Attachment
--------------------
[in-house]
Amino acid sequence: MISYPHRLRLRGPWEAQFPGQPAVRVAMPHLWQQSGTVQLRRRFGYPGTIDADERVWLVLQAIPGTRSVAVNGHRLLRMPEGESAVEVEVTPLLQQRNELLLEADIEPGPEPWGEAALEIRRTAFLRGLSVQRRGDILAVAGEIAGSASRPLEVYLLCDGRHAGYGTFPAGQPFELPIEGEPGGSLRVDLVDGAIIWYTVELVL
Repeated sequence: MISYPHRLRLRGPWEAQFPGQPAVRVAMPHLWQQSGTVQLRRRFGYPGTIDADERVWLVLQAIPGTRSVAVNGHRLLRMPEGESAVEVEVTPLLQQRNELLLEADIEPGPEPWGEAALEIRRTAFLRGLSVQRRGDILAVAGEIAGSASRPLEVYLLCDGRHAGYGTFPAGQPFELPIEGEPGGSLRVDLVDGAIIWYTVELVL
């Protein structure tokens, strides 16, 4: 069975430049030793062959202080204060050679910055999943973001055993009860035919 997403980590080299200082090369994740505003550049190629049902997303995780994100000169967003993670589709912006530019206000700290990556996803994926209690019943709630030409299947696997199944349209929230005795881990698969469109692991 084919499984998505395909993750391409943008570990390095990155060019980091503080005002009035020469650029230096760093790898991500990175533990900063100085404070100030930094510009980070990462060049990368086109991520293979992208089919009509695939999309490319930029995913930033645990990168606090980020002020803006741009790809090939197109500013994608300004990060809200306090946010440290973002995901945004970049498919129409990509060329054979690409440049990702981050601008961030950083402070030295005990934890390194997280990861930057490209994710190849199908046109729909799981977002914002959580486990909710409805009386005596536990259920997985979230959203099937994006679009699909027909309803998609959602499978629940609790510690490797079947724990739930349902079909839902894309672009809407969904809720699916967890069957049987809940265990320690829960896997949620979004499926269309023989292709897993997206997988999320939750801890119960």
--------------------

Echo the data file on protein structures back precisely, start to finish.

[in-house]
Amino acid sequence: MISYPHRLRLRGPWEAQFPGQPAVRVAMPHLWQQSGTVQLRRRFGYPGTIDADERVWLVLQAIPGTRSVAVNGHRLLRMPEGESAVEVEVTPLLQQRNELLLEADIEPGPEPWGEAALEIRRTAFLRGLSVQRRGDILAVAGEIAGSASRPLEVYLLCDGRHAGYGTFPAGQPFELPIEGEPGGSLRVDLVDGAIIWYTVELVL
Repeated sequence: MISYPHRLRLRGPWEAQFPGQPAVRVAMPHLWQQSGTVQLRRRFGYPGTIDADERVWLVLQAIPGTRSVAVNGHRLLRMPEGESAVEVEVTPLLQQRNELLLEADIEPGPEPWGEAALEIRRTAFLRGLSVQRRGDILAVAGEIAGSASRPLEVYLLCDGRHAGYGTFPAGQPFELPIEGEPGGSLRVDLVDGAIIWYTVELVL
């Protein structure tokens, strides 16, 4: 069975430049030793062959202080204060050679910055999943973001055993009860035919 997403980590080299200082090369994740505003550049190629049902997303995780994100000169967003993670589709912006530019206000700290990556996803994926209690019943709630030409299947696997199944349209929230005795881990698969469109692991 084919499984998505395909993750391409943008570990390095990155060019980091503080005002009035020469650029230096760093790898991500990175533990900063100085404070100030930094510009980070990462060049990368086109991520293979992208089919009509695939999309490319930029995913930033645990990168606090980020002020803006741009790809090939197109500013994608300004990060809200306090946010440290973002995901945004970049498919129409990509060329054979690409440049990702981050601008961030950083402070030295005990934890390194997280990861930057490209994710190849199908046109729909799981977002914002959580486990909710409805009386005596536990259920997985979230959203099937994006679009699909027909309803998609959602499978629940609790510690490797079947724990739930349902079909839902894309672009809407969904809720699916967890069957049987809940265990320690829960896997949620979004499926269309023989292709897993997206997988999320939750801890119960």